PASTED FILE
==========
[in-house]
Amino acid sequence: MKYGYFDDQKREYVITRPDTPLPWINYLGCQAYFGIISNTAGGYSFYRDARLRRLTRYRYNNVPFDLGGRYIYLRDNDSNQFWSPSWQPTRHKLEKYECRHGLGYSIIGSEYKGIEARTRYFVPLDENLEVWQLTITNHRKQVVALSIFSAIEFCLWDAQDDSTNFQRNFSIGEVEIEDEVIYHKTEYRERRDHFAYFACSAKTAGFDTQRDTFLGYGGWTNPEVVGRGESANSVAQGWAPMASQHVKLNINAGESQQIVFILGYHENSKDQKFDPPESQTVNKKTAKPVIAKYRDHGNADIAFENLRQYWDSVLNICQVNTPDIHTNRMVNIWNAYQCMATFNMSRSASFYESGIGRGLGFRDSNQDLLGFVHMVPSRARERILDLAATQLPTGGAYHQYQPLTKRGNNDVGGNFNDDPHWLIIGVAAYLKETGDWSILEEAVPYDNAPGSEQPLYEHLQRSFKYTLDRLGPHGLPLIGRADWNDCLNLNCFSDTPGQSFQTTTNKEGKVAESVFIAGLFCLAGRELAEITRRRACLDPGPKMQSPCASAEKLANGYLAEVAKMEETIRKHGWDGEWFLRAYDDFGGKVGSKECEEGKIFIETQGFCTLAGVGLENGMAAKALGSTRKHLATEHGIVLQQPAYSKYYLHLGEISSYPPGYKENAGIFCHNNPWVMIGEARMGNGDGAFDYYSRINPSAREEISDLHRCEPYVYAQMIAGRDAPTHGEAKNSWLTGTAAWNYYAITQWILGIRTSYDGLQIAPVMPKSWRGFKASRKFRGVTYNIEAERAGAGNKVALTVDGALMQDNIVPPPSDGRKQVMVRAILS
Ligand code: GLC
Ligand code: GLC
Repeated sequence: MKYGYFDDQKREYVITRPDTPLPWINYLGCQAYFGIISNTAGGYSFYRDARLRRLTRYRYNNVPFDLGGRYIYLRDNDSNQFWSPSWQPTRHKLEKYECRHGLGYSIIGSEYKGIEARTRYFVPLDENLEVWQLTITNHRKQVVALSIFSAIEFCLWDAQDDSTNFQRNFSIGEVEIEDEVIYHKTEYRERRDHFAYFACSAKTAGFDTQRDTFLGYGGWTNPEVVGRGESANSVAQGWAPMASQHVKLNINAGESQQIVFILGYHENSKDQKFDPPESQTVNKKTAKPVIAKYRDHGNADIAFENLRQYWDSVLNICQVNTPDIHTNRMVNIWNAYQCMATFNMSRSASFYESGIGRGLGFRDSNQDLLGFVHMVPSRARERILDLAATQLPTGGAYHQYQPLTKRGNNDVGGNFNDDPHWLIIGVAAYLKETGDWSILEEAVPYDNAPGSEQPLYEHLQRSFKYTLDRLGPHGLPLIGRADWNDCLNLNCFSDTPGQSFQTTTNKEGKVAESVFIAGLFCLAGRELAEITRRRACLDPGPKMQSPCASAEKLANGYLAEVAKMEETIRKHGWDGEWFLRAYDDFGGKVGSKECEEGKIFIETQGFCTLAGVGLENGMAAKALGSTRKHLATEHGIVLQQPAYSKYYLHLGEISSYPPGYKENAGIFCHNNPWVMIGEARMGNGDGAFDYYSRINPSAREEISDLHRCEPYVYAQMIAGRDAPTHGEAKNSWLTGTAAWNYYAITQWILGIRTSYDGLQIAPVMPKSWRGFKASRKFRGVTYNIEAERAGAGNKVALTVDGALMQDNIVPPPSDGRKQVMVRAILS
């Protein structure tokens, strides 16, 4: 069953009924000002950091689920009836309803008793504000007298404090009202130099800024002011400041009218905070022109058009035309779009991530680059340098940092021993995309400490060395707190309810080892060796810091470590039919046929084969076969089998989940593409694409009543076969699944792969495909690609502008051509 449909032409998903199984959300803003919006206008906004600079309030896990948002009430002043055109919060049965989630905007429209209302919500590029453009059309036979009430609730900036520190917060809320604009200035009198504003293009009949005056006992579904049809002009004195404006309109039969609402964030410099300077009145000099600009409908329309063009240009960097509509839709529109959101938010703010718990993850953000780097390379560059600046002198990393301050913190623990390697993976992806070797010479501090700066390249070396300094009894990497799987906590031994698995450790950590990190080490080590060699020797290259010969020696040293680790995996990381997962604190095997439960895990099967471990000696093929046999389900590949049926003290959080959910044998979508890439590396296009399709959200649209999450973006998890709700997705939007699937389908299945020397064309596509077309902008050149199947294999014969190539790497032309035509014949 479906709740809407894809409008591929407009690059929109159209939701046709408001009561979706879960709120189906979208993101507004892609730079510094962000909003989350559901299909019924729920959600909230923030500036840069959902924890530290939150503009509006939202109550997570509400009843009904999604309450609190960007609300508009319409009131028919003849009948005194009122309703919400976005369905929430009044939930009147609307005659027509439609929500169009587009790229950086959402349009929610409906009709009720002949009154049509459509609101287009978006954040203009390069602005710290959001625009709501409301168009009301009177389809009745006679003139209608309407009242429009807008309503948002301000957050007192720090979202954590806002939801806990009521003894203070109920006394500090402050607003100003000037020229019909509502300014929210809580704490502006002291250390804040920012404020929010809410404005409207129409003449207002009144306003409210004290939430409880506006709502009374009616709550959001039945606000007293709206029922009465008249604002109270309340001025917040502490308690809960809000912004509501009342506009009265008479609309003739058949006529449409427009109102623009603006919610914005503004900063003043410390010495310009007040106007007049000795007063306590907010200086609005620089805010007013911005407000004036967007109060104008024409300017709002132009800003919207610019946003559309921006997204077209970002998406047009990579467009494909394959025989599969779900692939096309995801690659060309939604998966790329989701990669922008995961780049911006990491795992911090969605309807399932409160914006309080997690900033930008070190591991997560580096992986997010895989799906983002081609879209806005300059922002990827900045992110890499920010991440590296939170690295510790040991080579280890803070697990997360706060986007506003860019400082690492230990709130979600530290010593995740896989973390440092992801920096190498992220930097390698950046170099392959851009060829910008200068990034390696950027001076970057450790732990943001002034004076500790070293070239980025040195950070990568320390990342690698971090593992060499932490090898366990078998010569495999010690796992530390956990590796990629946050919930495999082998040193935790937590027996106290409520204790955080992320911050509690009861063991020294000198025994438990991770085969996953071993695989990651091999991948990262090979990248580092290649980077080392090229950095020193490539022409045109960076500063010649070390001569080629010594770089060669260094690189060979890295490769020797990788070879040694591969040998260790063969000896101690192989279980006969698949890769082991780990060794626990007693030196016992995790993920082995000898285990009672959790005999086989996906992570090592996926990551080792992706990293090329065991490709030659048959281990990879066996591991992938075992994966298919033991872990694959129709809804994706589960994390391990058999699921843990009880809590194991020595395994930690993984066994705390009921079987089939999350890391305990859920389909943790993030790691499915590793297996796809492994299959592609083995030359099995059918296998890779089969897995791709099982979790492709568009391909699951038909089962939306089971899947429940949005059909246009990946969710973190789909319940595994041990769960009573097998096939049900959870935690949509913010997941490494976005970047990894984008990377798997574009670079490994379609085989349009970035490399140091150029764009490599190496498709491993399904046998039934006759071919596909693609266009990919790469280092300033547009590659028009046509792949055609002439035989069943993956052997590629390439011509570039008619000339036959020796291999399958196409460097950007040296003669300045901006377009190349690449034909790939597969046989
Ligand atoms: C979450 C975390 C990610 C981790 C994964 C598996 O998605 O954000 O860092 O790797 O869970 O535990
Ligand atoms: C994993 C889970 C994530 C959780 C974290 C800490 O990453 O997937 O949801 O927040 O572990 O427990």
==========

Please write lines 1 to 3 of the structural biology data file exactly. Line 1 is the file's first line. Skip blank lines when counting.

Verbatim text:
[in-house]
Amino acid sequence: MKYGYFDDQKREYVITRPDTPLPWINYLGCQAYFGIISNTAGGYSFYRDARLRRLTRYRYNNVPFDLGGRYIYLRDNDSNQFWSPSWQPTRHKLEKYECRHGLGYSIIGSEYKGIEARTRYFVPLDENLEVWQLTITNHRKQVVALSIFSAIEFCLWDAQDDSTNFQRNFSIGEVEIEDEVIYHKTEYRERRDHFAYFACSAKTAGFDTQRDTFLGYGGWTNPEVVGRGESANSVAQGWAPMASQHVKLNINAGESQQIVFILGYHENSKDQKFDPPESQTVNKKTAKPVIAKYRDHGNADIAFENLRQYWDSVLNICQVNTPDIHTNRMVNIWNAYQCMATFNMSRSASFYESGIGRGLGFRDSNQDLLGFVHMVPSRARERILDLAATQLPTGGAYHQYQPLTKRGNNDVGGNFNDDPHWLIIGVAAYLKETGDWSILEEAVPYDNAPGSEQPLYEHLQRSFKYTLDRLGPHGLPLIGRADWNDCLNLNCFSDTPGQSFQTTTNKEGKVAESVFIAGLFCLAGRELAEITRRRACLDPGPKMQSPCASAEKLANGYLAEVAKMEETIRKHGWDGEWFLRAYDDFGGKVGSKECEEGKIFIETQGFCTLAGVGLENGMAAKALGSTRKHLATEHGIVLQQPAYSKYYLHLGEISSYPPGYKENAGIFCHNNPWVMIGEARMGNGDGAFDYYSRINPSAREEISDLHRCEPYVYAQMIAGRDAPTHGEAKNSWLTGTAAWNYYAITQWILGIRTSYDGLQIAPVMPKSWRGFKASRKFRGVTYNIEAERAGAGNKVALTVDGALMQDNIVPPPSDGRKQVMVRAILS
Ligand code: GLC